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The Autism Spectrum: The Practice of Behavioral Masking

Updated: May 2

The autism spectrum features a variety of complicated aspects, from the difficulties with reciprocal social conversation to recognizing and interpreting non-verbal social cues. Another effect of the spectrum, one that has not received as much attention or support as would be appropriate, is the concept of burnout, otherwise referred to as camouflaging and masking.

The details regarding autistic people and the developmental challenge of masking their respective unusual behaviors in public social situations has been documented and discussed; however, the discussion would benefit from mote awareness and understanding.

Throughout the decades, people living on the autism spectrum have been taught through the therapeutic services that are available to assist with learning and navigating their challenges that the tendencies that come along with an autism diagnosis are meant to be modified the majority of the time.

Whether that tendency is the hand movements that many autistic people exhibit, including me, when they feel mentally over-stimulated, or talking too loudly in inappropriate times and places, those behaviors serve a purpose for the autistic person's functioning and well-being.

Even with that information in mind, since the hand movements, talking too loudly and similar behaviors are viewed as unexpected by the non-autistic population (neurotypical), the autistic community is taught to reduce and change the very behaviors that are designed to provide them with mental relief, and in some cases, are how they express themselves as unique individuals.

That expectation is both regressive in the aspects of autism acceptance, since modifying the tendencies most of the time teaches autistic people that they must change to be truly accepted, and results in mental and emotional trauma for people on the spectrum since it is mentally exhausting to keep themselves aware when they feel the need to mask any of their tendencies in public. It is also to note that neurotypical people exhibit their own versions of self-stimulating behaviors, such as shaking their legs, biting their nails and clicking pens, which presents a double standard as far as teaching autistic people to modify their tendencies for the purposes of social expectations.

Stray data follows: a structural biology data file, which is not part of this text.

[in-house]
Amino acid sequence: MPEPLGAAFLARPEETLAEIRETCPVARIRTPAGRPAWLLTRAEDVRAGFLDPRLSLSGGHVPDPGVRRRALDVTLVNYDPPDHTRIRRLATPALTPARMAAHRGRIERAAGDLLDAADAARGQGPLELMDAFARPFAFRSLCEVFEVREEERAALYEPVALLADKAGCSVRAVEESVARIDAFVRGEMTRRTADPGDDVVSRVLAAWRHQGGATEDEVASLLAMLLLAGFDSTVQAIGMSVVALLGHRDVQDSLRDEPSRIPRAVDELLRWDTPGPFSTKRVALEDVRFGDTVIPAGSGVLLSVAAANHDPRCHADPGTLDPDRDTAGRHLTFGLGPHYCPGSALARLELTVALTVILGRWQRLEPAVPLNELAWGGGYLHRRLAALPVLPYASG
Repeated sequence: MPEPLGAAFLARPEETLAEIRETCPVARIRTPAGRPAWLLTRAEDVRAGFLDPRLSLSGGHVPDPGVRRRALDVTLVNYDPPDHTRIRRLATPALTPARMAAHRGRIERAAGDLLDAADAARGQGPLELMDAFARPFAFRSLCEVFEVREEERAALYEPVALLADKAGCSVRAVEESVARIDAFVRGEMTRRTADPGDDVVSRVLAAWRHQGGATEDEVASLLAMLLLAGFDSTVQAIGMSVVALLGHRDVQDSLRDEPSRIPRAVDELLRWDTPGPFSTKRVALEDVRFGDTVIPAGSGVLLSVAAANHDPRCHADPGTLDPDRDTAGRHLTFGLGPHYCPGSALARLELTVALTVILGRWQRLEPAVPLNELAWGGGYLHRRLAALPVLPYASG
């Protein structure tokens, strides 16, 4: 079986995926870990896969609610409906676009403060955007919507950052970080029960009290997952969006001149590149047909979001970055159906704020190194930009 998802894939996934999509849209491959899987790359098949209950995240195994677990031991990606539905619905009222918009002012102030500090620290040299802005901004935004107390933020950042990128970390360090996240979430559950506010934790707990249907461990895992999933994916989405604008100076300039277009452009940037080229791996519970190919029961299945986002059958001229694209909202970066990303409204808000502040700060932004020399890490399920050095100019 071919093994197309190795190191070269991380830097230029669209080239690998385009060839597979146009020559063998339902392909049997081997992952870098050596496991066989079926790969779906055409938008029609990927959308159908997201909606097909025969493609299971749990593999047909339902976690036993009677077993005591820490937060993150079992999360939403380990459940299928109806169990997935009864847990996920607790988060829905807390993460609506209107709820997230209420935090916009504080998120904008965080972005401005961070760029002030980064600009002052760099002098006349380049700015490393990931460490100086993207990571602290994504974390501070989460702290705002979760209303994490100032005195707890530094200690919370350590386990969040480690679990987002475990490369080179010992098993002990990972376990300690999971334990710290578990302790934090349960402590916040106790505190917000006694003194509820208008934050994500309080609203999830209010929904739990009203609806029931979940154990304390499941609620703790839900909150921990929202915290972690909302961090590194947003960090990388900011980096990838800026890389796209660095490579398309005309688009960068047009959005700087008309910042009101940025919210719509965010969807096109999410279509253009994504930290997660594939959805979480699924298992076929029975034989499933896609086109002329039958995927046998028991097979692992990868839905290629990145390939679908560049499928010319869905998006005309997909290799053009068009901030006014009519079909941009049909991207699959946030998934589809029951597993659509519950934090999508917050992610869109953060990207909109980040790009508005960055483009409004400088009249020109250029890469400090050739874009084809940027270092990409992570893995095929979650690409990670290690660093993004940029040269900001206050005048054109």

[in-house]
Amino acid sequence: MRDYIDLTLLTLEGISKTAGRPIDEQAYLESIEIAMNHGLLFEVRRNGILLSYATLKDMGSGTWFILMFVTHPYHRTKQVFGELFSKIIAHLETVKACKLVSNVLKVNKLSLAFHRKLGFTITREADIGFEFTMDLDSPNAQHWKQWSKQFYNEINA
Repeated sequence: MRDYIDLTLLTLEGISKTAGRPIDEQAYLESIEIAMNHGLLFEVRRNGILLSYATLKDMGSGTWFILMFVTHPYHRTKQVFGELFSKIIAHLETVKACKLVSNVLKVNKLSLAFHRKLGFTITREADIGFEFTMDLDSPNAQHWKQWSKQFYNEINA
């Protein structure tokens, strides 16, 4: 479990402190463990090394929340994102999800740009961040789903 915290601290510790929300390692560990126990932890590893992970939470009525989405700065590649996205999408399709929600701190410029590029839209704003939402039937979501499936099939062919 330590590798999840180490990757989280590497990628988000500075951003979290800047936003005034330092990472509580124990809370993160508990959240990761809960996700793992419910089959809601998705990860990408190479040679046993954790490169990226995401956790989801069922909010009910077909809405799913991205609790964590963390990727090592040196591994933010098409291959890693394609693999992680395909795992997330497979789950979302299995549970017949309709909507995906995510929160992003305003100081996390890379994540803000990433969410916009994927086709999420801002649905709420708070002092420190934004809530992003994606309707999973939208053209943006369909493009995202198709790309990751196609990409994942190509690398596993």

I have experienced issues with this concept since my diagnosis of Asperger's as a nine year old, since I used to exhibit my tendencies to mixed reactions from others who were unfamiliar with the autism spectrum and appeared uncomfortable, and in some cases, unkind. I have several childhood memories, from school and in other environments, where people noticed my hand movements and other related behaviors, and reacted with both harsh words and unkind facial expressions.

In spite of autism presenting issues with social self-awareness and a lack of understanding non-verbal cues, I was and am more self-aware than others may have realized. Those words and facial expressions were hurtful, because I recognized the misjudgment and derision that those individuals were conveying to me.

Hopefully, with more awareness over time, people who are neurotypical and other autistic people will develop more understanding of the behaviors associated with the autism spectrum and why those behaviors are important for self-expression and the neurodiverse functioning of the autistic mind.

If that occurs, the practice of autistic masking will reduce and if a person on the spectrum needs to exhibit a behavior to self-regulate in public, they can do that with reduced misjudgment, derision, and increased acceptance.

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6 days ago

That was well written and interesting information to raise awareness!

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